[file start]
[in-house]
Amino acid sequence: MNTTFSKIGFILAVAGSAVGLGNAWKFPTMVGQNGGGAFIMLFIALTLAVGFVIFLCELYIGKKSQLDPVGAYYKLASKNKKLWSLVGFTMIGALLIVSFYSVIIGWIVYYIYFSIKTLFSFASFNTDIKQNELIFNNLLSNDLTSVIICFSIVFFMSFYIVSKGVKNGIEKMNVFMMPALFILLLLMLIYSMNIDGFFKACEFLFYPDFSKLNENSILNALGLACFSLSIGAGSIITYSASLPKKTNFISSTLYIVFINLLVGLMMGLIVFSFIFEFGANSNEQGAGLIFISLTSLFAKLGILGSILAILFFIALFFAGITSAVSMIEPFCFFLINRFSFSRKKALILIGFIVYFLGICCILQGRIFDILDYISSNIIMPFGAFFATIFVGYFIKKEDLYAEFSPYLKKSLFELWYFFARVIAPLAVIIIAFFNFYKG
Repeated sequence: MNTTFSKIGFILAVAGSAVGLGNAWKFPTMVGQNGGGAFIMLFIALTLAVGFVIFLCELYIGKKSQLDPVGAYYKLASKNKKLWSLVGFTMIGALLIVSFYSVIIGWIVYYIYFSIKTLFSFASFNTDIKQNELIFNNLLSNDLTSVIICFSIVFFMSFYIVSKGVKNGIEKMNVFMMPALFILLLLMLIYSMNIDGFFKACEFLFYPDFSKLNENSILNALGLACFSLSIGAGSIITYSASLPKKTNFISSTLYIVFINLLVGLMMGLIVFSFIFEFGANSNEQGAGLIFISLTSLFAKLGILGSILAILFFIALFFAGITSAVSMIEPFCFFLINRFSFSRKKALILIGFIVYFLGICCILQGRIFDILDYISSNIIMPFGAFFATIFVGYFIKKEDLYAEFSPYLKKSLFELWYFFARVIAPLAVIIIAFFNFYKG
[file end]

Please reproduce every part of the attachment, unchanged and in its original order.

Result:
[in-house]
Amino acid sequence: MNTTFSKIGFILAVAGSAVGLGNAWKFPTMVGQNGGGAFIMLFIALTLAVGFVIFLCELYIGKKSQLDPVGAYYKLASKNKKLWSLVGFTMIGALLIVSFYSVIIGWIVYYIYFSIKTLFSFASFNTDIKQNELIFNNLLSNDLTSVIICFSIVFFMSFYIVSKGVKNGIEKMNVFMMPALFILLLLMLIYSMNIDGFFKACEFLFYPDFSKLNENSILNALGLACFSLSIGAGSIITYSASLPKKTNFISSTLYIVFINLLVGLMMGLIVFSFIFEFGANSNEQGAGLIFISLTSLFAKLGILGSILAILFFIALFFAGITSAVSMIEPFCFFLINRFSFSRKKALILIGFIVYFLGICCILQGRIFDILDYISSNIIMPFGAFFATIFVGYFIKKEDLYAEFSPYLKKSLFELWYFFARVIAPLAVIIIAFFNFYKG
Repeated sequence: MNTTFSKIGFILAVAGSAVGLGNAWKFPTMVGQNGGGAFIMLFIALTLAVGFVIFLCELYIGKKSQLDPVGAYYKLASKNKKLWSLVGFTMIGALLIVSFYSVIIGWIVYYIYFSIKTLFSFASFNTDIKQNELIFNNLLSNDLTSVIICFSIVFFMSFYIVSKGVKNGIEKMNVFMMPALFILLLLMLIYSMNIDGFFKACEFLFYPDFSKLNENSILNALGLACFSLSIGAGSIITYSASLPKKTNFISSTLYIVFINLLVGLMMGLIVFSFIFEFGANSNEQGAGLIFISLTSLFAKLGILGSILAILFFIALFFAGITSAVSMIEPFCFFLINRFSFSRKKALILIGFIVYFLGICCILQGRIFDILDYISSNIIMPFGAFFATIFVGYFIKKEDLYAEFSPYLKKSLFELWYFFARVIAPLAVIIIAFFNFYKG